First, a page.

Mexico: The Cartels Do Houston

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November 29, 2011: The Mexican Army now has 45,000 soldiers involved in Cartel War operations. That is nearly 20 percent of the military’s 250,000 personnel. The number of troops deployed in the cartel fighting has been climbing steadily since the government launched the war in December 2006. The initial military commitment was a few thousand, with the figure of 10,000 troops used as a guideline during the first few months of the war. The military remains one of the most respected institutions in Mexico, but its image has been tarnished by allegations of human rights abuses. The government argues that the military is reliable and the security organization least susceptible to drug cartel corruption.

November 25, 2011: Mexico maintains the last island penal colony in the western hemisphere. Islas Marias is located about 120 kilometers miles off the west coast. Recently a half-dozen prisoners tried to escape using rafts made of plastic containers. The Mexican Navy arrested them some 100 kilometers southwest of the port of Puerto Vallarta, and returned them to prison.

November 24, 2011: Police discovered 26 bodies stuffed in three vehicles in the city of Guadalajara (Jalisco state). A week earlier police found 17 bodies in vehicles in Sinaloa state. Several of the 26 dead in Guadalajara had the names Milenio and Zetas scrawled on their bodies. The Milenio and Los Zetas cartels have formed an alliance in Jalisco state in an attempt to challenge the Sinaloa cartel. Police attribute the murders to the Sinaloa cartel, which is protecting its turf.

November 23, 2011: The Democratic Revolutionary Party (PRD) has accused the Institutional Revolutionary Party (PRI) of having ties to drug cartels. The PRD has specifically accused the PRI candidate who won the Michaocan state governorship earlier this month of running what the PRD called a narco-campaign. Mexican media have produced a tape of a senior cartel leader threatening people in a Michoacan town with retribution if the PRI candidate lost. The drug lord threatened to burn down family homes. The Cartel War will be the biggest issue in the 2012 Mexican national elections.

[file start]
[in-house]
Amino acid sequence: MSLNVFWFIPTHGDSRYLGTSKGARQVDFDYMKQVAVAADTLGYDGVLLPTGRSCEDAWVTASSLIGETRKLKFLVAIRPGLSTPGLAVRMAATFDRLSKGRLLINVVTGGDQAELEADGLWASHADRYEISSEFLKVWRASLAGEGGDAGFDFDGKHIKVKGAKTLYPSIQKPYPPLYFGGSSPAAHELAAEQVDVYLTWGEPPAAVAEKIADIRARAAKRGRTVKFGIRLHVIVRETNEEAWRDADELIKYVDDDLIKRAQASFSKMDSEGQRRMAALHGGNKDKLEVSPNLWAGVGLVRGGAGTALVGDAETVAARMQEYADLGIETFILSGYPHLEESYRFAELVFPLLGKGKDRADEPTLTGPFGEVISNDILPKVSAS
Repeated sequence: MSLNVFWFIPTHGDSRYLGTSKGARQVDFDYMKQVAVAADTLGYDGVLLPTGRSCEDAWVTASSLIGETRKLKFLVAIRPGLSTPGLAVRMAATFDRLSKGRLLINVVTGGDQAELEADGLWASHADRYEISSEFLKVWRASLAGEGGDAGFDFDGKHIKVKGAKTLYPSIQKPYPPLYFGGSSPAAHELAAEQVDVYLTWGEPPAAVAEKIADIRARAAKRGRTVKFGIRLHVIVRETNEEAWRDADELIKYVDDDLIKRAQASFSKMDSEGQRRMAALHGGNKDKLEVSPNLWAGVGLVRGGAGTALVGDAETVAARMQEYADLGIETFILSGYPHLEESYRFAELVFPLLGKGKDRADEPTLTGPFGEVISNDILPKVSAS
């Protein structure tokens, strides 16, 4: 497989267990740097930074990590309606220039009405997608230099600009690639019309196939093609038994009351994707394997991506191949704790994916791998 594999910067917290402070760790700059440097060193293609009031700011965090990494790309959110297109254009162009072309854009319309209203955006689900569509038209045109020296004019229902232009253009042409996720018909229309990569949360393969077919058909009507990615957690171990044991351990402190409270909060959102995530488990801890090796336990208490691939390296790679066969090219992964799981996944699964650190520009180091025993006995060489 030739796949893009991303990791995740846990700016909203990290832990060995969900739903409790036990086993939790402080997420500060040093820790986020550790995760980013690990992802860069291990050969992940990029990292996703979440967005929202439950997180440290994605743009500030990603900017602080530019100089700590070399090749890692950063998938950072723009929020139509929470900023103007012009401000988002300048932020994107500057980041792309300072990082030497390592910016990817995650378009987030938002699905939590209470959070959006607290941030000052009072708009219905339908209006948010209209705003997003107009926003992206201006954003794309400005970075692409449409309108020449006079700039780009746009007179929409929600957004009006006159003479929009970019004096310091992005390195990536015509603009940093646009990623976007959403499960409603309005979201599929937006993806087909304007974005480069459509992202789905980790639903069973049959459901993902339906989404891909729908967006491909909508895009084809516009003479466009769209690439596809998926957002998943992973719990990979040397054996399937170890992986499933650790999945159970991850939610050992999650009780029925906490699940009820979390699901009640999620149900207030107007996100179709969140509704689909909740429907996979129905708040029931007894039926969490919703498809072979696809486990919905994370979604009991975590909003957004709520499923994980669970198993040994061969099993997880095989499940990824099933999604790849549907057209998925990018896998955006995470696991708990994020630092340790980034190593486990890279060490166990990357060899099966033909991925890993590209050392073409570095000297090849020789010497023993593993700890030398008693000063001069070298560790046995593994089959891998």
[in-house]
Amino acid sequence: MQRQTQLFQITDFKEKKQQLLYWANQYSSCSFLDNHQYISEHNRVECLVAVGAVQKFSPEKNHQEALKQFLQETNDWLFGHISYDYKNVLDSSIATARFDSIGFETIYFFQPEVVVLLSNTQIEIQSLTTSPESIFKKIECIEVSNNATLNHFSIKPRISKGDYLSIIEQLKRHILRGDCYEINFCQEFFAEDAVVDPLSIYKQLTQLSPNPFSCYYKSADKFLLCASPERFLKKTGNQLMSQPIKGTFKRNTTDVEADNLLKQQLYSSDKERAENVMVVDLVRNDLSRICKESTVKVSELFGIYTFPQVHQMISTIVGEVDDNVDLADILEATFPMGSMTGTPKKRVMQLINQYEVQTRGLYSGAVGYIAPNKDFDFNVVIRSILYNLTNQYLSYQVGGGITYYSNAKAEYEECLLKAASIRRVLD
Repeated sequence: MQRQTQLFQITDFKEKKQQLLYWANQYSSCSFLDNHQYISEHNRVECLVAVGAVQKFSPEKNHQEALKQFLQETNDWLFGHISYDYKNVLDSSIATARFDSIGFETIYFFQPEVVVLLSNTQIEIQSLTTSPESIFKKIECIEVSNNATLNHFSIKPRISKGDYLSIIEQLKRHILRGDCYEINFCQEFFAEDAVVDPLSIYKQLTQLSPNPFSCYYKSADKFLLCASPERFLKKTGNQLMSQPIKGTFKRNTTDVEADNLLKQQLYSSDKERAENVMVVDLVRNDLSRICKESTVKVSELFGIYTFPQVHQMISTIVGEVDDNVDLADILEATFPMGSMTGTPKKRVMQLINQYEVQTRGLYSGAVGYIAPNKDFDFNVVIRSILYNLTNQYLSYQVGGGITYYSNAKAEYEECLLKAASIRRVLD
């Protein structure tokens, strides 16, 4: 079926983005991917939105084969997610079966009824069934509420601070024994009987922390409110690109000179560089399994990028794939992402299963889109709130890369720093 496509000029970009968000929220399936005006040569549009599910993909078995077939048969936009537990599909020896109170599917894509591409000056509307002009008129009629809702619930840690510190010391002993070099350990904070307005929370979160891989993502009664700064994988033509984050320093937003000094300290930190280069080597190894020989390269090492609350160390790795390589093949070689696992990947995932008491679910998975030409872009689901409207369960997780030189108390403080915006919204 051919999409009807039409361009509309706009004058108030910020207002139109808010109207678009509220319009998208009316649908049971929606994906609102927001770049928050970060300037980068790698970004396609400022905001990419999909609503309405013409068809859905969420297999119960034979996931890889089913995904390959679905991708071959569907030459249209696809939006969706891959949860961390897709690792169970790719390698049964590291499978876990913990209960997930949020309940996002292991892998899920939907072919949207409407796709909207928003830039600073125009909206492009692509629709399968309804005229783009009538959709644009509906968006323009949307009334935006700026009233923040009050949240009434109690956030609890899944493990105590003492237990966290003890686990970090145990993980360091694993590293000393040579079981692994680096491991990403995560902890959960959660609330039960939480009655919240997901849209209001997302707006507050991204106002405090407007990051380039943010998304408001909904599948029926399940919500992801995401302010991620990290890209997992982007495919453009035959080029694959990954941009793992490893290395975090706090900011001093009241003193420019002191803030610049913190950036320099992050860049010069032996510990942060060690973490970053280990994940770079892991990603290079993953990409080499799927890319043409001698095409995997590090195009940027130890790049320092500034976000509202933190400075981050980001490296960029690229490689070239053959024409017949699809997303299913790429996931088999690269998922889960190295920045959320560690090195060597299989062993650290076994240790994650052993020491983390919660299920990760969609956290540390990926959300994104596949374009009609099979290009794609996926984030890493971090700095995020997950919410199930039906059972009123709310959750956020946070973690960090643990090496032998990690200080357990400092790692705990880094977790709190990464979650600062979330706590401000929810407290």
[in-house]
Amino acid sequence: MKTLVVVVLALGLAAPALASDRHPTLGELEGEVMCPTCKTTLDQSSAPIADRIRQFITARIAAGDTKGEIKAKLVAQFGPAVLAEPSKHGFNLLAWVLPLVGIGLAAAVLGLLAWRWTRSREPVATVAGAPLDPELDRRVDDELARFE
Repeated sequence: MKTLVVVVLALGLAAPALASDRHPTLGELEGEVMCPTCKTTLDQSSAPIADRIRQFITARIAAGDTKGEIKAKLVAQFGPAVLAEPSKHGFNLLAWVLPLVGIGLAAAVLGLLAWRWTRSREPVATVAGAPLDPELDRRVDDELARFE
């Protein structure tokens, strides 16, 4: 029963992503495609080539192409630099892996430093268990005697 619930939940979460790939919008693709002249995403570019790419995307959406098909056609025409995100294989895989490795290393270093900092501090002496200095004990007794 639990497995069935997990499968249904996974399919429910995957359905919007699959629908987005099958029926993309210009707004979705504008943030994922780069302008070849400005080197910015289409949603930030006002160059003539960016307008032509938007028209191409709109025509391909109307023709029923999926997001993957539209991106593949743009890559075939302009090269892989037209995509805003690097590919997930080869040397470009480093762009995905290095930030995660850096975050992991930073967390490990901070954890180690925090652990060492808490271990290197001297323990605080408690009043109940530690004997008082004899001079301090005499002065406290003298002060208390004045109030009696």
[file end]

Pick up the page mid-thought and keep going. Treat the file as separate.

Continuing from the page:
November 22, 2011: Mexican Army soldiers discovered 15 million dollars in cash while searching a vehicle in Tijuana (Baja California state). The stash allegedly belongs to the Sinaloa cartel. The soldiers also seized drugs, weapons, and jewels found in the vehicle.

November 21, 2011: Police in Houston, Texas reported that one person was killed and one policeman injured when an undercover drug bust ended in a shootout with gangsters believed to be members of Los Zetas drug cartel. The alleged Zetas gunmen opened fire on a truck that was carrying a large container of marijuana (which was part of the sting operation) and killed the driver. The gunmen were traveling in sport utility vehicles and overtook the truck en route. The attack, which took place in Harris County, Texas (where Houston is located) mimicked vehicle-mounted tactics that Zetas have used on highways in northern Mexico and around the city of Monterrey. A Texas security officer described the attack as a Zetas-type assassination. Texas police expressed puzzlement that a gang would use such violent tactics in the United States just to secure control of a hundred or so kilograms of marijuana. The attackers were arrested and charged with murder.

November 17, 2011: Mexican security officers investigating the helicopter crash that killed the nation’s interior minister, Francisco Blake Mora, reported that initial investigation results indicate the crash was due to an accident caused by foggy weather conditions. Meanwhile, President Felipe Calderon has appointed a new interior minister. He is Alejandro Poire, who was chief of the Mexican intelligence agency, the Center for Research and National Security (CISEN).

November 15, 2011: The Mexican military reported that soldiers operating in Michaocan state (western Mexico) have arrested a senior commander of the Knights Templar cartel. The Knights Templar is a faction of La Familia cartel.

November 13, 2011: Police found the bodies of six bricklayers who were murdered cartel execution-style in the town of Bocoyna (Chihuahua state, northern Mexico). The bricklayers had been helping build an elementary school in the town. All of the men had had their throats slit. Two of the bodies were mutilated. The Juarez and Sinaloa cartels are fighting over drug smuggling routes in Chihuahua state (which borders on the US). Several people who live in small towns in Chihuahua have been murdered by drug gangs. The murders are meant to intimidate the populace by demonstrating the ruthlessness of the cartel bosses, and the government’s inability to protect innocent civilians.

 

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